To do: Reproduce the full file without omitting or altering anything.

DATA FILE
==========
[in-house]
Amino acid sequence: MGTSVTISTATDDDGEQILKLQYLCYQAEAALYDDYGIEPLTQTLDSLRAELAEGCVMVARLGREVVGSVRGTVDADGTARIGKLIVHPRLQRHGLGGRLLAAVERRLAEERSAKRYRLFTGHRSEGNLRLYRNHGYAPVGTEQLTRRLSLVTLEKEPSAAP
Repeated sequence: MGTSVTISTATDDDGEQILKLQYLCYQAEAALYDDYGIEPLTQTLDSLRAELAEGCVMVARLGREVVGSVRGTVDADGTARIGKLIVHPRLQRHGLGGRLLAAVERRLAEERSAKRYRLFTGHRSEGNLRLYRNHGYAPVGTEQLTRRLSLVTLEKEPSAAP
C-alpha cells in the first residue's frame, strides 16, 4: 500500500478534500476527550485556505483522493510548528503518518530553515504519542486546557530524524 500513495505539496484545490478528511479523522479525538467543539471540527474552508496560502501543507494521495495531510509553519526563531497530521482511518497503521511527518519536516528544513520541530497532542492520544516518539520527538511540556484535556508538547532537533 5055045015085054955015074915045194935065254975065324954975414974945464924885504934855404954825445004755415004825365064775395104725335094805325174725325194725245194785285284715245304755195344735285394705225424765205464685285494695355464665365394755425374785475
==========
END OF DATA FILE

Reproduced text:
[in-house]
Amino acid sequence: MGTSVTISTATDDDGEQILKLQYLCYQAEAALYDDYGIEPLTQTLDSLRAELAEGCVMVARLGREVVGSVRGTVDADGTARIGKLIVHPRLQRHGLGGRLLAAVERRLAEERSAKRYRLFTGHRSEGNLRLYRNHGYAPVGTEQLTRRLSLVTLEKEPSAAP
Repeated sequence: MGTSVTISTATDDDGEQILKLQYLCYQAEAALYDDYGIEPLTQTLDSLRAELAEGCVMVARLGREVVGSVRGTVDADGTARIGKLIVHPRLQRHGLGGRLLAAVERRLAEERSAKRYRLFTGHRSEGNLRLYRNHGYAPVGTEQLTRRLSLVTLEKEPSAAP
C-alpha cells in the first residue's frame, strides 16, 4: 500500500478534500476527550485556505483522493510548528503518518530553515504519542486546557530524524 500513495505539496484545490478528511479523522479525538467543539471540527474552508496560502501543507494521495495531510509553519526563531497530521482511518497503521511527518519536516528544513520541530497532542492520544516518539520527538511540556484535556508538547532537533 5055045015085054955015074915045194935065254975065324954975414974945464924885504934855404954825445004755415004825365064775395104725335094805325174725325194725245194785285284715245304755195344735285394705225424765205464685285494695355464665365394755425374785475